2015 Academy Award-Nominated Documentary Short Films: Program B
2014, NR, 79 min. Directed by Various.
REVIEWED By Kimberley Jones, Fri., Jan. 30, 2015
Owing to their longer running times, the five films nominated for Best Documentary Short Subject have been divided into two programs for this limited theatrical run. Both programs are punishing, as the collected films examine suffering from different angles.
A few minutes into the Polish production “Our Curse” in Program B, I wondered if expectant parents should be warned away from it. New parents, too – after all, diagnoses don’t always reveal themselves right away. Then again, anyone who flinches at a baby in distress will have trouble here, so that pretty much eliminates everybody with a pulse and a pinky finger’s worth of compassion. It’s an absolute brutalizer. But it’s worth it. In fact, it feels like a privilege to be let in.
“Our Curse” is the intensely personal account by husband and wife Tomasz Sliwinski and Maciej Slesicki of their experience with newborn son Leo, diagnosed with a rare, often-fatal respiratory disorder called Ondine’s Curse. (Essentially, the body when sleeping stops breathing on its own.) The night before they bring home Leo for the first time (he spent his first months in the ICU), they set up a stationary camera to record themselves – exhausted, unguarded, clutching wine glasses on the couch – as they consider the future with a son who is in many ways still a stranger. The future is bleak. The present is overwhelming. Once Leo is brought home, there is an extended scene – shot in a close-up of Leo with his parents’ hands flitting in and out of the frame – that documents the arduous process of removing, cleaning, and reinserting his tracheostomy tube. The new parents are still getting the hang of it. You can hear the stress rise in their voices. Leo wails, but the sound is stolen by the tube in his throat. It’s shattering to watch. But it’s worth it. Promise. It is a strange and intoxicating thing to watch love bloom, and that’s exactly what happens between parents and child. And that, turns out, is just as shattering to watch.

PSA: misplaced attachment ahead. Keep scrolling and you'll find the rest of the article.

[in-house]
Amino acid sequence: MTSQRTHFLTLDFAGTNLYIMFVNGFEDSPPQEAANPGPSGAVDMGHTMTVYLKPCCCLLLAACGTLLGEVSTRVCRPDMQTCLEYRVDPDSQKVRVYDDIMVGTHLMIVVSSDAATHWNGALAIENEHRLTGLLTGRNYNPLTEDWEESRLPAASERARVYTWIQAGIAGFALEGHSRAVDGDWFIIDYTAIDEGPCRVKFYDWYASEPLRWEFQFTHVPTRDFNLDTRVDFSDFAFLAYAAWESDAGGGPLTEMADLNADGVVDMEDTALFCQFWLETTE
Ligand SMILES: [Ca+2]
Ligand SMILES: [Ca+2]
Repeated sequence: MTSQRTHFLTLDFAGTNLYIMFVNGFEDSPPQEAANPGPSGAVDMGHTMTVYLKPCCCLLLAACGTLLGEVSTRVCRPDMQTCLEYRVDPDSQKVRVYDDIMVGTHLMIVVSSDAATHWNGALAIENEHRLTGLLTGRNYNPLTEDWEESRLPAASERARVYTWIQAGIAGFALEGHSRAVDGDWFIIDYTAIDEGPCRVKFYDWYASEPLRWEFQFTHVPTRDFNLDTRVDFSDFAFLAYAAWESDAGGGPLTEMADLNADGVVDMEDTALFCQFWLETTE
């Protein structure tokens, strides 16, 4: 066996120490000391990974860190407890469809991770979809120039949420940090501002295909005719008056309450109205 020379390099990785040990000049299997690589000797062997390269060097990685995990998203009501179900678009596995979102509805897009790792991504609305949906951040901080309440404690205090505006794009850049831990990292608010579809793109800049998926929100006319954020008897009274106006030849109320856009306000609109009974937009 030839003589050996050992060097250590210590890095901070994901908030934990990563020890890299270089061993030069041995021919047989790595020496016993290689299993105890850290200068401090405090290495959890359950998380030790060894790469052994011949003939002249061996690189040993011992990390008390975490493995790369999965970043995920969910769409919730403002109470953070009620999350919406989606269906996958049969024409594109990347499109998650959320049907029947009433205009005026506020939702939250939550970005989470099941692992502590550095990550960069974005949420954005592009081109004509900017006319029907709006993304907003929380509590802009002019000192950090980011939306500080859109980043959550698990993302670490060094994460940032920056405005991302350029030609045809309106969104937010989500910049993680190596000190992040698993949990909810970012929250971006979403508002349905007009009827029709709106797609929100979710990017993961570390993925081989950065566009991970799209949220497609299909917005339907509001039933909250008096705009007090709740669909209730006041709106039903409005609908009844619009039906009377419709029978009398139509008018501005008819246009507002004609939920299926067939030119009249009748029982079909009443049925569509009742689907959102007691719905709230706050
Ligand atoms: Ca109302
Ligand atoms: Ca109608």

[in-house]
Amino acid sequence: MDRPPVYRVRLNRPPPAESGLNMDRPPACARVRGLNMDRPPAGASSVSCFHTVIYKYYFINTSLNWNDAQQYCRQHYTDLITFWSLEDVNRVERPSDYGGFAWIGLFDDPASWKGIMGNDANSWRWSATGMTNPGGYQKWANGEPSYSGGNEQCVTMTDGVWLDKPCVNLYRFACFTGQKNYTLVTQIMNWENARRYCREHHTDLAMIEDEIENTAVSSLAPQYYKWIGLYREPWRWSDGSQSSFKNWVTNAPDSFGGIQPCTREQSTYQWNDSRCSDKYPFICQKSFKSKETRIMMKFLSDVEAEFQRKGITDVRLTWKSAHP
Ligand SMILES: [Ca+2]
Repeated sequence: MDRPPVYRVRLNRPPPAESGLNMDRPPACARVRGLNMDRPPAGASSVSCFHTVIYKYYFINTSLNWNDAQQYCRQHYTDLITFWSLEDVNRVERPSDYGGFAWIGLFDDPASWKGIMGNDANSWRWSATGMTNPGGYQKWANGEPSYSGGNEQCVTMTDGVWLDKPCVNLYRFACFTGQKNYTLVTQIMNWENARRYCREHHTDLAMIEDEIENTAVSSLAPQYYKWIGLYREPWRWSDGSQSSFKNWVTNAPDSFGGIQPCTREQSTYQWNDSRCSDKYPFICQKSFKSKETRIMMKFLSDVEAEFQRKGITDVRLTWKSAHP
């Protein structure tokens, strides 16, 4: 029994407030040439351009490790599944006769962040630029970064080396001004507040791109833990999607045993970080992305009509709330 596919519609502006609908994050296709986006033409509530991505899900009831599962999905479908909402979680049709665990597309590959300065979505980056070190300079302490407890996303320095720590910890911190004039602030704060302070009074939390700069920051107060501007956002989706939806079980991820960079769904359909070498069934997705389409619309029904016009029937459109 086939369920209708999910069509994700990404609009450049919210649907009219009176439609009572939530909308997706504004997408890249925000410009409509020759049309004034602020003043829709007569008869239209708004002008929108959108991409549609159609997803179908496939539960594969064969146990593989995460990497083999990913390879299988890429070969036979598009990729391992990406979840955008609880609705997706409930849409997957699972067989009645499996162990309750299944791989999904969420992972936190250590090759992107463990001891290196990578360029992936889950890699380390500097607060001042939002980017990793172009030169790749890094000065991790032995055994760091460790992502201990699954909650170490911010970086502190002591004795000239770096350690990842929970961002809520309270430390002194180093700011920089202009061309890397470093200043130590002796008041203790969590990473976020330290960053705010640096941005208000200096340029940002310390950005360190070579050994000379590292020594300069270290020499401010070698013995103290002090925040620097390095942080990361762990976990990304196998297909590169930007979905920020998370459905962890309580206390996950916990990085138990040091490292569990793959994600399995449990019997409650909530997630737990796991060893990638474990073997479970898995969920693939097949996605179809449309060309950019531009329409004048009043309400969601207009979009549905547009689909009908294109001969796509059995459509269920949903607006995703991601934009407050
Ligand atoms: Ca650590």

The other two films in the program suffer from comparison. J. Christian Jensen’s “White Earth” is a well-intended but unfocused look at the personal toll an oil boom takes on a tiny North Dakota town. And of Gabriel Serra Arguello’s “The Reaper (La Parka)” – at face value a portrait of a Mexican slaughterhouse worker meditating on his job and mortality – its graphic depiction of slaughterhouse conditions is the stuff that turns not just stomachs but carnivores into leaf-eating penitents.